Friday, August 05, 2011

The Fragility and Robustness of Humor

Remember a time when you laughed so hard you nearly cried? They're very close sometimes, those particular extremes of emotion. I've been watching this video from the Philoctetes Center (unfortunately closed now) about poet Marie Ponsot's struggle with aphasia. It's moving and wonderful for all kinds of reasons, including the fact that this amazing woman and gifted poet is 90 years old!

But if you watch for just a few minutes from about 1:35:55 onward, you can listen to a writer in the audience speak about his stroke. What's so peculiarly moving is that he is a writer of humor, and that this part of his work is not returning to him.



In discussions of craft, we often hesitate to talk about the writing of humor, as if it were something so flimsy and frangible that it would die if we did.

But humor can be much more robust than that. Humor's tough. It often comes from having grown a thick skin, and it can help others do that.  Leonard Marcus's collection of interviews, Funny Business, is compelling precisely because those thirteen comic writers are unafraid in this regard.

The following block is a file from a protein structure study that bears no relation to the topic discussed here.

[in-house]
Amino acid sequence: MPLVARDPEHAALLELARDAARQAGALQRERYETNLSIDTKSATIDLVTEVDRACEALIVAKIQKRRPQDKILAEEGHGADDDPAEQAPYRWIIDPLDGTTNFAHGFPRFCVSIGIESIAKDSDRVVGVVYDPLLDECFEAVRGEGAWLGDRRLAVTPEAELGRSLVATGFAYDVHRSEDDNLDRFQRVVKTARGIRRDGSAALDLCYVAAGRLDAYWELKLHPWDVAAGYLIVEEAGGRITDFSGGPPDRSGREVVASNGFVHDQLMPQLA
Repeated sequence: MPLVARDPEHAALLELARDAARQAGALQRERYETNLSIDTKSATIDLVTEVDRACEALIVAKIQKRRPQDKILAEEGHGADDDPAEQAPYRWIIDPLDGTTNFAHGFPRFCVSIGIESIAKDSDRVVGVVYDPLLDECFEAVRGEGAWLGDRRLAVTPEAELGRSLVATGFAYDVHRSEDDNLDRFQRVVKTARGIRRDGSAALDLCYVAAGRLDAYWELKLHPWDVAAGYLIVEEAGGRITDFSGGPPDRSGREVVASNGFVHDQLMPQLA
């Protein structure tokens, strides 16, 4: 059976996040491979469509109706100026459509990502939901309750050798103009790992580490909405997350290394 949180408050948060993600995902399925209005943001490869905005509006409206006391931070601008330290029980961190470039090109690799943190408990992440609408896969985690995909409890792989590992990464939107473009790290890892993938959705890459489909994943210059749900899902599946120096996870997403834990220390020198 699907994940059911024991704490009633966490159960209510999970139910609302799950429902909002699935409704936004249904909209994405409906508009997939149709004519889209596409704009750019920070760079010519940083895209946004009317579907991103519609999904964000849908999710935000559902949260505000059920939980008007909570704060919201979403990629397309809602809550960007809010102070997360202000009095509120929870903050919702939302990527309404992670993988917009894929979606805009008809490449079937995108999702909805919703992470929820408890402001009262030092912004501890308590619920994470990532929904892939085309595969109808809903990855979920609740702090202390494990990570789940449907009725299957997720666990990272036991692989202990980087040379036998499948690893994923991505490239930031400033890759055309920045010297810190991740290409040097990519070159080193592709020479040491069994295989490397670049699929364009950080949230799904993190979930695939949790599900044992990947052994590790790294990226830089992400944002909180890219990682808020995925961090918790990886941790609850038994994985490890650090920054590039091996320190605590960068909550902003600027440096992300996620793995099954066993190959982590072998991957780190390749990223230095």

On page 88 of Funny Business, there's a picture of the 8- or 9-year-old Daniel Handler (Lemony Snicket) at Cub Scouts. He's out of uniform. He's looking right into the camera. His chin is set. He has a scowl firmly fixed upon his face. There are universes of intent behind that scowl.

A couple of other kids in that picture, like the young Daniel, are not engaged in the knot-tying that's going on. They, however, are not taking on the world.

I hope that writer finds his funny voice again. When he does, we may learn something about how humor operates in the brain. Unfortunately there won't be a Philoctetes roundtable to bring that knowledge to the world.

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